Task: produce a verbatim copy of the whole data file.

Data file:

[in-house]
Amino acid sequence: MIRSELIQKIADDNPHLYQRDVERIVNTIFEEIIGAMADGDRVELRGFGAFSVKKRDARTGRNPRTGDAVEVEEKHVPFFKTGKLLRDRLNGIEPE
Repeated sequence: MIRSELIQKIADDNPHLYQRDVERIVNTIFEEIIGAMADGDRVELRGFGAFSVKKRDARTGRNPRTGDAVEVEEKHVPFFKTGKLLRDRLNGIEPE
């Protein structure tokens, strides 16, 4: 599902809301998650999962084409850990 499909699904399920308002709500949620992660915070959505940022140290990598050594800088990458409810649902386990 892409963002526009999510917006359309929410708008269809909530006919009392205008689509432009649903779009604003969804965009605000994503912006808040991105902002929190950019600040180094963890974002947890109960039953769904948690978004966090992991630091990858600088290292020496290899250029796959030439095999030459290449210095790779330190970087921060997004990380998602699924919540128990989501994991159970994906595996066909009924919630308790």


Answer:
[in-house]
Amino acid sequence: MIRSELIQKIADDNPHLYQRDVERIVNTIFEEIIGAMADGDRVELRGFGAFSVKKRDARTGRNPRTGDAVEVEEKHVPFFKTGKLLRDRLNGIEPE
Repeated sequence: MIRSELIQKIADDNPHLYQRDVERIVNTIFEEIIGAMADGDRVELRGFGAFSVKKRDARTGRNPRTGDAVEVEEKHVPFFKTGKLLRDRLNGIEPE
């Protein structure tokens, strides 16, 4: 599902809301998650999962084409850990 499909699904399920308002709500949620992660915070959505940022140290990598050594800088990458409810649902386990 892409963002526009999510917006359309929410708008269809909530006919009392205008689509432009649903779009604003969804965009605000994503912006808040991105902002929190950019600040180094963890974002947890109960039953769904948690978004966090992991630091990858600088290292020496290899250029796959030439095999030459290449210095790779330190970087921060997004990380998602699924919540128990989501994991159970994906595996066909009924919630308790």